This report is for the media and the general public.
KAMENSK-SHAKHTINSKIY, Russian Federation. The Observer Mission (OM) continues to operate 24/7 at both Border Crossing Points (BCPs). The overall number of border crossings by persons decreased at both BCPs compared to the previous week. The sixty-ninth Russian convoy crossed into Ukraine and returned though the Donetsk Border Crossing Point.
The OM is currently operating with 22 permanent international staff members, including the Chief Observer (CO). The Mission is supported administratively by a Vienna-based staff member.
OBSERVATIONS AT THE BORDER CROSSING POINTS
Persons crossing the border
The profile of the people crossing the border can be categorized as follows:
Adults travelling on foot or by car with little or no luggage; Persons in military-style outfits; Families (often including elderly people and/or children) travelling on foot or by car with a significant amount of luggage. The average number of entries/exits decreased from 10,867 to 10,347 per day for both BCPs compared to last week. The average net flow for both BCPs went from plus 68 (i.e. more entries into the Russian Federation) to minus 35 (i.e. more exits from the Russian Federation).
The Donetsk BCP continues to experience more traffic than the Gukovo BCP. The cross-border movements registered at both BCPs accounted for 40.7 per cent of all entries/exits in Rostov region.
Persons in military-style outfits
During the reporting period, the number of persons in military-style outfits crossing the border in both directions was 85 this week at both BCPs, remaining the same compared to the last week; 38 of them crossed into the Russian Federation, 47 into Ukraine. Approximately 92 per cent of this category’s crossings occurred at the Donetsk BCP. They continued to cross the border individually or in groups. Most individuals crossed by foot, however, some made use of private vehicles, buses or minivans, making it more difficult for the observer teams (OTs) to observe their movement across the border, especially since many of the private vehicles have tinted windows, and buses and minivans have drawn curtains.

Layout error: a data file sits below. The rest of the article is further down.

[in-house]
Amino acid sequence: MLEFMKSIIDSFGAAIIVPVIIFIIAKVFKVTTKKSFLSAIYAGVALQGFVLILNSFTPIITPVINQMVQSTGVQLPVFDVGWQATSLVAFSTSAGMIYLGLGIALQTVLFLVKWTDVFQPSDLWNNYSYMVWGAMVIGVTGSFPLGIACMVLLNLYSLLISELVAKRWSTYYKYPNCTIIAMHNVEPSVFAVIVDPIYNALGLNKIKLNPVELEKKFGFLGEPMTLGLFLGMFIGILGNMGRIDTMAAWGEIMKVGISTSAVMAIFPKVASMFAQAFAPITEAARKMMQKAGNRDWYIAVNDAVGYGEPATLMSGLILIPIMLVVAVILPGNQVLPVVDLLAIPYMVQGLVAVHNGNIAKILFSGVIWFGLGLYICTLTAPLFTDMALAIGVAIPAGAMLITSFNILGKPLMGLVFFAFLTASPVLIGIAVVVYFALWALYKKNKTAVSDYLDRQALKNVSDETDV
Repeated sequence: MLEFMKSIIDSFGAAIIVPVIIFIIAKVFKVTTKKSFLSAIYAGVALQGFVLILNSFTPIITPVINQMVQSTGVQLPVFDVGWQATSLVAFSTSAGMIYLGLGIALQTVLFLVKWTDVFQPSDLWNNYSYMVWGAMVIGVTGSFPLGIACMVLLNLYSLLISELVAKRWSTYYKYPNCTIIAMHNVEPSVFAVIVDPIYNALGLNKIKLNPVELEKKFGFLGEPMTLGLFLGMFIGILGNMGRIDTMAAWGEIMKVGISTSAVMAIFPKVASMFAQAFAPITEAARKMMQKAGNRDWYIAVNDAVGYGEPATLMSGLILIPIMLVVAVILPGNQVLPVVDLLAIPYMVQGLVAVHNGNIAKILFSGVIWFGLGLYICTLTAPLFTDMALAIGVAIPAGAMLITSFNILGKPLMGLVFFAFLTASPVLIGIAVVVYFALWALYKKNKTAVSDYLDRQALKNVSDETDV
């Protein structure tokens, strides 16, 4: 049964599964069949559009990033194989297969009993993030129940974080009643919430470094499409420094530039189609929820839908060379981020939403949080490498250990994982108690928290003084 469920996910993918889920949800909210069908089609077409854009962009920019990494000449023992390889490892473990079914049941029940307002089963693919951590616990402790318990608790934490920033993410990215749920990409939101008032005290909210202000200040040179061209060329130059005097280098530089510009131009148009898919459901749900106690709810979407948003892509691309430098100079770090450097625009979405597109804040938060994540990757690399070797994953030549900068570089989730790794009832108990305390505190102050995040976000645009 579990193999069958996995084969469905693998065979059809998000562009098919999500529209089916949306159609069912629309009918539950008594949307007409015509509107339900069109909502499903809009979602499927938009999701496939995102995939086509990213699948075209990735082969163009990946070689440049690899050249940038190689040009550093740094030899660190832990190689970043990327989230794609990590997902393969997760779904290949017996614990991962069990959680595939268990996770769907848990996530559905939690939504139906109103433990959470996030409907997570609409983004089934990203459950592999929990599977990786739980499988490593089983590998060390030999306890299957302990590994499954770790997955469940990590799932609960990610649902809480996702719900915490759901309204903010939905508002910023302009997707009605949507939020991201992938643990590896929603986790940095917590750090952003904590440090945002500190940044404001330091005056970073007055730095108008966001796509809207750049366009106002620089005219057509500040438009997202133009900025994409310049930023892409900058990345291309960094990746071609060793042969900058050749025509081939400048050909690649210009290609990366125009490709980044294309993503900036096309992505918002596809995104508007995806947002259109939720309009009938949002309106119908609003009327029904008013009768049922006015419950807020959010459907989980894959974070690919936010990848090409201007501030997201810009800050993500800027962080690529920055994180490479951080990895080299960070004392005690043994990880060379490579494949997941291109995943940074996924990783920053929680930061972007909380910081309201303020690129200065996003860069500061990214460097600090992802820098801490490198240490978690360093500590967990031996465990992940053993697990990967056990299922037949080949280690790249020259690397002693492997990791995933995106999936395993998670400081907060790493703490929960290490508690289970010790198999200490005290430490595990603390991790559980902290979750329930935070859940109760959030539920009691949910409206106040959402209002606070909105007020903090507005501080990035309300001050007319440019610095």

Families with a significant amount of luggage
On some occasions, the OTs continue to report on families crossing the border, sometimes with elderly people and/or children, crossing at both BCPs with a significant amount of luggage, or travelling in heavily loaded cars. During this reporting period, at the BCPs four families were observed crossing into the Russian Federation and six families into Ukraine.
Regular local and long-distance bus connections continue to operate between Ukraine (mostly from/to the Luhansk region) and the Russian Federation. In addition to regular bus connections, the OTs continued to observe bus connections on irregular routes. Often the buses do not state their route; instead they have a sign on the windshield stating “irregular”.
During the reporting period the OTs observed 429 buses crossing the border at both BCPs, 228 of them were bound for the Russian Federation and 201 for Ukraine. Eighteen of the 429 buses were connecting Ukrainian towns through the Russian Federation (circumventing the contact line), fourteen of which went to the Russian Federation and four to Ukraine.
On some occasions, the OTs noticed the bus drivers removing the itinerary signs from the windshields of their buses, while some buses do not display their route at all. The majority of long-distance buses commuting between the Luhansk region and cities in the Russian Federation have Ukrainian licence plates issued in the Luhansk region.
During the reporting period the OM observed an increase in the number of trucks crossing the border in both directions at both BCPs. Compared to the previous week, the total number of trucks slightly increased from 641 to 649 (156 in Gukovo BCP and 493 in Donetsk BCP); 361 of these trucks crossed into the Russian Federation and 288 crossed into Ukraine. Most of the trucks observed by the OTs had Ukrainian licence plates issued in the Luhansk region.